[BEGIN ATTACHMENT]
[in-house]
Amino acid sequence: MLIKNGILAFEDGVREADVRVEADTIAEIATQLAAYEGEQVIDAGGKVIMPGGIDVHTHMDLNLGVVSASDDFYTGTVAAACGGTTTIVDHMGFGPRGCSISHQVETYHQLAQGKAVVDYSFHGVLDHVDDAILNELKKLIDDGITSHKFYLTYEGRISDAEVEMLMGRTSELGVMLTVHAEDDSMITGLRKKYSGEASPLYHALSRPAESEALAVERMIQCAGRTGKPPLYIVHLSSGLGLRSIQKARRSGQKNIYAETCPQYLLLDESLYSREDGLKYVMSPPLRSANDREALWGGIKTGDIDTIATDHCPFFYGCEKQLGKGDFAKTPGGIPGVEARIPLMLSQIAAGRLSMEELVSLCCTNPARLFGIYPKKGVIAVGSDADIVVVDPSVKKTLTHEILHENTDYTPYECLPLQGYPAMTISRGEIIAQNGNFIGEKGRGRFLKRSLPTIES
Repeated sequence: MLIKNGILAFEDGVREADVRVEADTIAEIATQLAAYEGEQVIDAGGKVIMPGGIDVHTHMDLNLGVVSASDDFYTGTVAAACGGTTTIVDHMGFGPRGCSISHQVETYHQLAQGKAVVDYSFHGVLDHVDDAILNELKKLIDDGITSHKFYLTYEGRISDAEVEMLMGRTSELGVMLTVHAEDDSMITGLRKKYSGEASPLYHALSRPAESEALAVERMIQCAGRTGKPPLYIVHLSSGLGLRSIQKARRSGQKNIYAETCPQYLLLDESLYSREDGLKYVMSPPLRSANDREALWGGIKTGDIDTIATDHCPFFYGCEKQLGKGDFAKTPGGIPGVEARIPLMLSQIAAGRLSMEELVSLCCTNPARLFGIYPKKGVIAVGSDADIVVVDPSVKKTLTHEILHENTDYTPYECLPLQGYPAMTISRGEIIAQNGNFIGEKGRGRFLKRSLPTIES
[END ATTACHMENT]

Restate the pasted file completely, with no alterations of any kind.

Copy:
[in-house]
Amino acid sequence: MLIKNGILAFEDGVREADVRVEADTIAEIATQLAAYEGEQVIDAGGKVIMPGGIDVHTHMDLNLGVVSASDDFYTGTVAAACGGTTTIVDHMGFGPRGCSISHQVETYHQLAQGKAVVDYSFHGVLDHVDDAILNELKKLIDDGITSHKFYLTYEGRISDAEVEMLMGRTSELGVMLTVHAEDDSMITGLRKKYSGEASPLYHALSRPAESEALAVERMIQCAGRTGKPPLYIVHLSSGLGLRSIQKARRSGQKNIYAETCPQYLLLDESLYSREDGLKYVMSPPLRSANDREALWGGIKTGDIDTIATDHCPFFYGCEKQLGKGDFAKTPGGIPGVEARIPLMLSQIAAGRLSMEELVSLCCTNPARLFGIYPKKGVIAVGSDADIVVVDPSVKKTLTHEILHENTDYTPYECLPLQGYPAMTISRGEIIAQNGNFIGEKGRGRFLKRSLPTIES
Repeated sequence: MLIKNGILAFEDGVREADVRVEADTIAEIATQLAAYEGEQVIDAGGKVIMPGGIDVHTHMDLNLGVVSASDDFYTGTVAAACGGTTTIVDHMGFGPRGCSISHQVETYHQLAQGKAVVDYSFHGVLDHVDDAILNELKKLIDDGITSHKFYLTYEGRISDAEVEMLMGRTSELGVMLTVHAEDDSMITGLRKKYSGEASPLYHALSRPAESEALAVERMIQCAGRTGKPPLYIVHLSSGLGLRSIQKARRSGQKNIYAETCPQYLLLDESLYSREDGLKYVMSPPLRSANDREALWGGIKTGDIDTIATDHCPFFYGCEKQLGKGDFAKTPGGIPGVEARIPLMLSQIAAGRLSMEELVSLCCTNPARLFGIYPKKGVIAVGSDADIVVVDPSVKKTLTHEILHENTDYTPYECLPLQGYPAMTISRGEIIAQNGNFIGEKGRGRFLKRSLPTIES